One song mentioned was Ravel’s Bolero. You know the melody that was played in the movie “10.” The lovers run toward each other in slow motion carried on the wings of the Bolero melody.
There are two problems with that particular song and image. First, Bolero makes me think of camels moving slowly across the desert rather than lovers doing the 50 yard dash toward each other. Second, just once, don’t you wish that after their long run the lovers would crash into each other and fall down on their posteriors gasping for air? Now, that would be realistic.
Music provides food for the soul and body. It has the ability to not only surround you and sweep you along, but it can enter the body and take you and your senses to breathtaking places you may never want to leave. Such music is far better suited to lovers than the vision of camels moving across the desert sands.
The music of love should rise and fall, surging to a crescendo. One such song (which could be called “body music” because it enters your very being and stirs the body and the soul to greater heights) is Rachmaninoff’s Piano Concerto No. 2, “Rhapsody on a Theme of Paganini.”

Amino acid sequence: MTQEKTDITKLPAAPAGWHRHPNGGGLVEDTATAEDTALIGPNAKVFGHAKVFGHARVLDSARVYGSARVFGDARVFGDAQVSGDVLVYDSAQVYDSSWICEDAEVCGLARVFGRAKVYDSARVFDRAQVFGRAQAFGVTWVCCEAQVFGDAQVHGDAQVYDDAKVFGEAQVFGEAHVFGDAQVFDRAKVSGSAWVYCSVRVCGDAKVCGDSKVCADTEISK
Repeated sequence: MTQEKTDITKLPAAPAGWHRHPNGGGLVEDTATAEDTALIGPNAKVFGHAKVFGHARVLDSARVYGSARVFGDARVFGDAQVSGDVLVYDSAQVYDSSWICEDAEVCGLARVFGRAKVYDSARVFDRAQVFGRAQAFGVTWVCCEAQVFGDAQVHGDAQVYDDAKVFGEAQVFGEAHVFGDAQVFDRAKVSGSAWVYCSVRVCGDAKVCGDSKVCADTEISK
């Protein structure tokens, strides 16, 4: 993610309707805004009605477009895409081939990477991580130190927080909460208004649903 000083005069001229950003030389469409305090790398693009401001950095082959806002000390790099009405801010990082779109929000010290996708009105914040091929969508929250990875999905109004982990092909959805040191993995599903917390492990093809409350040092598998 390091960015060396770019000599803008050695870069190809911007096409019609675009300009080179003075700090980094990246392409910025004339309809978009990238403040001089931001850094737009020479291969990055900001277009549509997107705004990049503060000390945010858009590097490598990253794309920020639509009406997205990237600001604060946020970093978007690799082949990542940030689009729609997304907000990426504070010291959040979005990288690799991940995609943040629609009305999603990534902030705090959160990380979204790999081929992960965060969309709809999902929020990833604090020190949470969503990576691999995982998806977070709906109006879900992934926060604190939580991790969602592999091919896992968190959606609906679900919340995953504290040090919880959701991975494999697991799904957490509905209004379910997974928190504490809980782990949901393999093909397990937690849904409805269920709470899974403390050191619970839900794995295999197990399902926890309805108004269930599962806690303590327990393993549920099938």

Another is “Unchained Melody” which also was on the station’s list. It is a haunting tune that seeps into your pores and stays with you until the last note. If you prefer a more primal tune “The Point of No Return” from “The Phantom of the Opera” could fit the bill nicely. It is a bit wicked and sensual, capturing your senses until your entire being soars.
No matter what your choice of a love song or melody may be, without music in your life you are half your whole.
Elizabeth is a freelance writer and author. Her novel, “The Dionysus Connection,” is available on Amazon or ask your bookstore to order it for you. Visit her website, www.elizabethcowan.com.